Is defense secretary bucking Trump on transgender ban? Probably not

Kristopher Drake
August 31, 2017

Secretary of Defense James Mattis just openly defied President Trump's executive order to ban transgender Americans from serving in the military.

Trump's transgender military ban is another attempt to attack their validity as people and roll back the progress LGBT activists have made over the last several decades. His move buys him time to make decisions on whether to allow transgender individuals to continue serving or how to properly discharge them.

In a statement, Mattis said he would establish a panel of experts from within the Defense Department and the Department of Homeland Security to "to provide advice and recommendations on the implementation of the president's direction". But on August 23, the White House said it would send guidelines to the Pentagon on implementing the ban and allow for the removal of current transgender soldiers.

It's official: After first announcing that transgender persons would be barred from serving in the military via three tweets last month, President Trump began formal implementation of this change on Friday by issuing a memorandum to the secretaries of defense and homeland security.

"After consultation with my Generals and military experts, please be advised that the United States Government will not accept or allow..."

When asked on Friday how much had been spent on transgender-related medical procedures over the past year, a senior US official referred questions to the Pentagon.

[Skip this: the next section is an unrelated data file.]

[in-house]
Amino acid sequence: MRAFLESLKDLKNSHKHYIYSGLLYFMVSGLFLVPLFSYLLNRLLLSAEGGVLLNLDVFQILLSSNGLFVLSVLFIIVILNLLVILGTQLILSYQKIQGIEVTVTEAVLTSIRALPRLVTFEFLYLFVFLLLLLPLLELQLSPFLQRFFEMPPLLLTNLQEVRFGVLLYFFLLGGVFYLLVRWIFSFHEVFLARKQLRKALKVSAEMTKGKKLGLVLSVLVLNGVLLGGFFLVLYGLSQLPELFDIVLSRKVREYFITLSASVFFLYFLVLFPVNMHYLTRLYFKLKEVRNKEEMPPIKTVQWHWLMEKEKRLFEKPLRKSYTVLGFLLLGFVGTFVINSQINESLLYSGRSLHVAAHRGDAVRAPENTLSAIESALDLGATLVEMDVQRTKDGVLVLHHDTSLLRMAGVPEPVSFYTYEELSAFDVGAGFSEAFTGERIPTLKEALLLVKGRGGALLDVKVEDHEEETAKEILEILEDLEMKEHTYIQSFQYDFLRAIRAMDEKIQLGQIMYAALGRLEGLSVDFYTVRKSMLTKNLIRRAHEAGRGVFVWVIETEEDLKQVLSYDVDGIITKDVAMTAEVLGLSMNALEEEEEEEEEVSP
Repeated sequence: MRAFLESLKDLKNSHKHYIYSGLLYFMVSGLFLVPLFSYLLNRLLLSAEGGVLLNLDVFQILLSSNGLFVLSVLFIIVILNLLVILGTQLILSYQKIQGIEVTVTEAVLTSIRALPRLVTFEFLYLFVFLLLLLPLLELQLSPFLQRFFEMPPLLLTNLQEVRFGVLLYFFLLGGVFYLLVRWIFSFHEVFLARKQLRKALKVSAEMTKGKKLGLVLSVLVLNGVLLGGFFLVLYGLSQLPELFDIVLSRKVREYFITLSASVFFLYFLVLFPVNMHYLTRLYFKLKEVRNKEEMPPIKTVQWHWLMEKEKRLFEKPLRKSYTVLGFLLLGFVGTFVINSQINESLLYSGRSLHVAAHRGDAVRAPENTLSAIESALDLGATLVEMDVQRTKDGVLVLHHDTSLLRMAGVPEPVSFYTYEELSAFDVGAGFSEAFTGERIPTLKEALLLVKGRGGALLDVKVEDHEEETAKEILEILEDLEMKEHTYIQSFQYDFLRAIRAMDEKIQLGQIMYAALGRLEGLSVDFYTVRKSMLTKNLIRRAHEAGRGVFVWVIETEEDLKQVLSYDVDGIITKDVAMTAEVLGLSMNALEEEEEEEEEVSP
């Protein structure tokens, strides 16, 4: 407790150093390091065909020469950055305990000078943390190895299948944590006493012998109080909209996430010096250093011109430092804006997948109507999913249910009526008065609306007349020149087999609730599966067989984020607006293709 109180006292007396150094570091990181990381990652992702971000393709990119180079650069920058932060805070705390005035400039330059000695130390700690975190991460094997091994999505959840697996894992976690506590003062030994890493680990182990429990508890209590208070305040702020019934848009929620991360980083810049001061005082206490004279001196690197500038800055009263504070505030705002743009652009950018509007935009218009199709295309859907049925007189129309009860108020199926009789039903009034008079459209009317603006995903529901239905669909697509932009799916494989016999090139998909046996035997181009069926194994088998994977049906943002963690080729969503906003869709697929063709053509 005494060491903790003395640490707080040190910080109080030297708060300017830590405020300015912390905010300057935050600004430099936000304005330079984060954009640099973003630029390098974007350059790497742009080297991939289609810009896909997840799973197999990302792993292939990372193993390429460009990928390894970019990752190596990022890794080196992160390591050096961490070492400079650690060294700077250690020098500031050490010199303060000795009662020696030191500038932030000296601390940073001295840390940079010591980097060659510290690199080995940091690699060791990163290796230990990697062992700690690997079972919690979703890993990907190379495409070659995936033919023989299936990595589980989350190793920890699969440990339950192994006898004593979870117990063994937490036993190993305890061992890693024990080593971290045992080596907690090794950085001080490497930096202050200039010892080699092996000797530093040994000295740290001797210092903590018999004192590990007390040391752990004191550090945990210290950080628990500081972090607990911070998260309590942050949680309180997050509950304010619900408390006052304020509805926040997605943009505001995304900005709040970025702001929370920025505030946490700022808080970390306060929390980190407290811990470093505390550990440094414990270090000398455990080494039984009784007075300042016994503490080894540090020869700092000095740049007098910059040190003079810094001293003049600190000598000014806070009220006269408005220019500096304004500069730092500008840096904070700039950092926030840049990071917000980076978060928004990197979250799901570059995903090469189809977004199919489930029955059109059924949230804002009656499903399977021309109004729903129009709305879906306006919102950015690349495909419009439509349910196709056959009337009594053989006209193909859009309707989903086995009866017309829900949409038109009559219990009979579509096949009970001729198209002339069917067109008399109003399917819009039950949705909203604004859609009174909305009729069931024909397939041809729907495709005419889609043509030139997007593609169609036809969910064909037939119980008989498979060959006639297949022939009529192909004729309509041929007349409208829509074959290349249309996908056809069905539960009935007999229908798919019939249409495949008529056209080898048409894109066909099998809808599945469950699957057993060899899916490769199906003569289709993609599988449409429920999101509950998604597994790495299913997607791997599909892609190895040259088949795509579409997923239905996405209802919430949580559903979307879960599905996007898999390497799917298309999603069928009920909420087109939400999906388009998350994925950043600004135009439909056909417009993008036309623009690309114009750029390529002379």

"Our focus must always be on what is best for the military's combat effectiveness leading to victory on the battlefield". Both Mattis and Chairman of the Joint Chiefs of Staff Gen. Joseph Dunford effectively did so by waiting for Trump's tweet to be translated and lawyered into a proper memorandum.

Mattis has previously expressed that his main concern is military readiness and not political issues. LGBTQ advocates have asserted that Mattis' announcement is not a rebuke of the Trump policy but a pretense before removing transgender service members.

Some outlets have been calling this a "freeze" because now serving transgender soldiers will be allowed to stay in the military until March 23, 2018.

Since then, the U.S. Commission on Civil Rights as well as many others have condemned the military ban on transgender individuals and have urged Trump to reconsider. But Mattis previously expressed skepticism toward that study's conclusions, according to the Washington Post, indicating he may be interested in research that leads the Pentagon to an alternate conclusion on transgender troops' military impact.

The House has already taken a vote on the issue - before Trump announced his ban - when 24 Republicans helped Democrats block an amendment to prevent the Pentagon from paying for the cost of transgender medical procedures.

The memo also requests the Pentagon to develop an implementation plan for the ban by February 21 2018, to be put in place on March 23, 2018, the reports said.

Other reports by Ligue1talk

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